Tag Archives: 19号

Gift Rapping

If you’re one of those who must give Christmas fruitcakes, now’s the time to be ordering.

Below, Grandir is gearing up for the season with plenty of trimmings to get you in the mood.

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Much has been made of whether to cut back on holiday lighting displays to save electricity in light of the tsunami’s effect on energy production, or to go ahead and get people in the holiday spirit by lighting up (marketers say the lights definitely make people buy more, and certainly make many feel good). Many places seem to be choosing the latter. Below is the yule tree in Tully’s at Toki Premium Outlets.

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Anyway, Grandir’s fruitcakes are ready to be ordered. My route took me there and to Starbucks yesterday.

Starbucks, while not to my knowledge selling Christmas cakes, also has no shortage of seasonal menu items as well as gift mugs, etc.. Thumbs up to the selection of Christmas music they’ve been playing this year, at least at their Livin store. Last night there brought back childhood memories as, among others, Burl Ives’s “Holly Jolly Christmas” (from the stop-motion classicRudolph the Red-Nosed Reindeer“) played.

Those Livin ladies and gents work hard in the midst of down times. Give them a visit this holiday season for some of your giftgiving needs, and pick up a little treat for yourself at the ‘Bucks while you’re at it.

Big in Japan

Japancakes

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Mini-pancakes, one of the grain options in Denny’s morning set.

Rice and thick, or what’s sometimes called Texas, toast are the other choices. In a country where people coming back from America often remark how huge serving sizes there are, morning toast, along with bottled beer and sake, defy the tendency.

Other bigger-than-yours items off the top of my head:

  • hats (of necessity – remember Hideki Matsui’s trouble finding a big enough Yankees helmet?)
  • eyeglasses (same reason)
  • some shoehorns (indispensible when rebooting at the doorway)
  • newspapers (in breadth)
  • beetles and all stripe of insects
  • Fujiesque volcanoes and other natural disasters (as well as the no-nonsense response to the call for rebuilding after them)
  • radish (check out the daikon around Sakurajima across the bay from downtown Kagoshima, Kyushu – the rich volcanic soil makes them grow as big as basketballs)
  • scallions (unless you consider negi to be undersized leeks)
  • Konishiki (was he small anywhere?)
  • Asashoryu (big in a bad way)
  • Tommy Lee Jones (actual popularity on his home planet not officially confirmed)
  • certain superheroes (no one sizes up to the never understated Ultraman)

Understand?

They say the torsos of Japanese are proportionally taller than foreigners’, giving the perception Japanese are taller when sitting down, but proportionally shorter legs give their true height away when they stand up.

Ike Men

And, not to carp, but how could any list of what’s bigger in Japan than abroad leave out Dave Specter (thank you though, Dave, for inoculating such a wide audience to my equally bad as yours puns), Bob Sapp, the Softbank family brother, and every other erstwhile big fish in this little pond we flop around in?

Hands-On History Lesson

Having heard about it and driven by the signs many times, I finally paid a visit to Yama No Usagi kissaten near Toki Premium Outlets.

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Perched atop a hill between the outlets and route 19, it’ll have you sensing history before you even step inside.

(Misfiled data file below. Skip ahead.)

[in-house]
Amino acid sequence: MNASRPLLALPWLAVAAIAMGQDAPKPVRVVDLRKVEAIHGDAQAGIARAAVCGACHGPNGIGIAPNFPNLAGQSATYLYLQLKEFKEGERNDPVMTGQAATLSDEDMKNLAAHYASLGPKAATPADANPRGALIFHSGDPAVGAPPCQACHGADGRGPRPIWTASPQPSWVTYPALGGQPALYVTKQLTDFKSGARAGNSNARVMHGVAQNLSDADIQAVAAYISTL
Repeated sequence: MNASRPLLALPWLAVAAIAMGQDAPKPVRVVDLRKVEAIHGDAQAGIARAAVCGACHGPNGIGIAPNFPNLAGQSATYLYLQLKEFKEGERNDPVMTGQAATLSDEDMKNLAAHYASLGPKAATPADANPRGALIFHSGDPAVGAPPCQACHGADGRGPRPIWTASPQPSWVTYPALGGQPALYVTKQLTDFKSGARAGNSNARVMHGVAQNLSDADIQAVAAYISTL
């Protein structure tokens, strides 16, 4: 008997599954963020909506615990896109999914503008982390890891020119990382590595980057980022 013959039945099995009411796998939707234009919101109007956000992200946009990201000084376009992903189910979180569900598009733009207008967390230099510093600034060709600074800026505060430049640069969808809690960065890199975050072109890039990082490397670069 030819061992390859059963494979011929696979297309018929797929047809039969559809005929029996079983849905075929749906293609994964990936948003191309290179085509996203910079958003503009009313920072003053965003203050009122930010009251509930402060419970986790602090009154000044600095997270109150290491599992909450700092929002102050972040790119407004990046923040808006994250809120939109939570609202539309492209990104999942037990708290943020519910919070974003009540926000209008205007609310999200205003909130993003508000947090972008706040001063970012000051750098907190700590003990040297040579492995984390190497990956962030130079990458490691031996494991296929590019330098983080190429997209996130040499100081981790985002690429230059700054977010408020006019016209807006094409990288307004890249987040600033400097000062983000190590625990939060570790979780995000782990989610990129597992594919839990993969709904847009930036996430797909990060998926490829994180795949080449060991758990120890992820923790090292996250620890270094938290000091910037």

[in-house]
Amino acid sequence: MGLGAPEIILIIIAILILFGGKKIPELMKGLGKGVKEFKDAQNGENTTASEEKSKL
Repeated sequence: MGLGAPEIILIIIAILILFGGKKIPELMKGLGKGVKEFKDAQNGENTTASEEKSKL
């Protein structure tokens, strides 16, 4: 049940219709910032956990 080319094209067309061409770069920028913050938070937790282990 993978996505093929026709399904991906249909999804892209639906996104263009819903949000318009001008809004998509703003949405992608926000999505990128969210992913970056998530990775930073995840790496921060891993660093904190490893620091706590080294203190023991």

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And once inside, if you’re like me, you’ll appreciate the antique furnishings that go right along with the architecture.

Long Ago and Far Away, Here and Now

The owner couple (and their mild-mannered dog) were warmly welcoming, and explained how this small cafe came to be eight years and three days ago. The husband is in fact a carpenter, and the building, originally built over 120 years ago in Takayama, was dismantled, moved and painstakingly reassembled here.

It’s an example of gasshou architecture, which is characterized by not only a basic A-frame shaped roof, as apparently many people know, but also by the overhanging, angled-out shape of the roof at the end. The word gasshou refers to not only the shape of a pair of praying hands (the sides of the roof), but also to the bowed head (the angled overhang) of the person praying. Here it’s seen with the crescent moon to the side.

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The husband had just come back from picking wild mushrooms, and kindly shared these ikuchi, a local variety which work well in red miso soup.

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Get Stoked

Starting in about a week, they’ll open up the irori (sit-around dugout open hearth) for the winter, for customers to use. A classic example of how group-oriented Japanese interior design tends to draw furnishings and people toward the center of the room, as opposed to lining things up along the walls.

Trying On a New Coat

Yes, the temperatures are dipping and we’re getting out our warmer clothes, but today’s title dips into the deep fryer (cum pressure cooker in this case) for its kikkake. For the first time in a couple of years I ate at Kentucky Fried Chicken.

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At the KFC on route 19 in Toki, I tried the Nanban Dare chicken. One piece goes for ¥260 a la carte. I have to say, though I enjoy most of KFC’s chicken, this one, with its sweet (apple or quince in there, or mikan or mango, given the geographic reference? Peach or pear fit the flavor, but sound too dear) and hot coating, wasn’t really for me. I also had trouble finding much meat on this particular piece. Just now I realized the cole slaw I had is another of those items that once in a while you go out of your way to order, then don’t need again for quite some time. They’ve got their iced coffee down, I can say. I was leery, fearing it might be nothing special or even something that’d been sitting around for who knows how long, but it was good drinking, if low on actual ice.

I occasionally drive thru for some of their boxed packs, but rarely eat in. They remodelled this one earlier this year, I think. The seating is much more inviting than before. The music is clearly chosen from on high (by US-based powers), alternating between R&B featuring obligatory contrived vocals (please, folks, can we live up to our purported progressiveness and move, finally, pretty please, beyond ornate finials upon finials, trills and word-initial groans?) and country/western. If, like me, you find most of that annoying at best (or shreiking intolerable at worst), at least it might help you keep a finger on the pulse of what’s happening in American music. So-called indie scene(s) aside, for better or worse, it helps to know what direction popular forces are going in.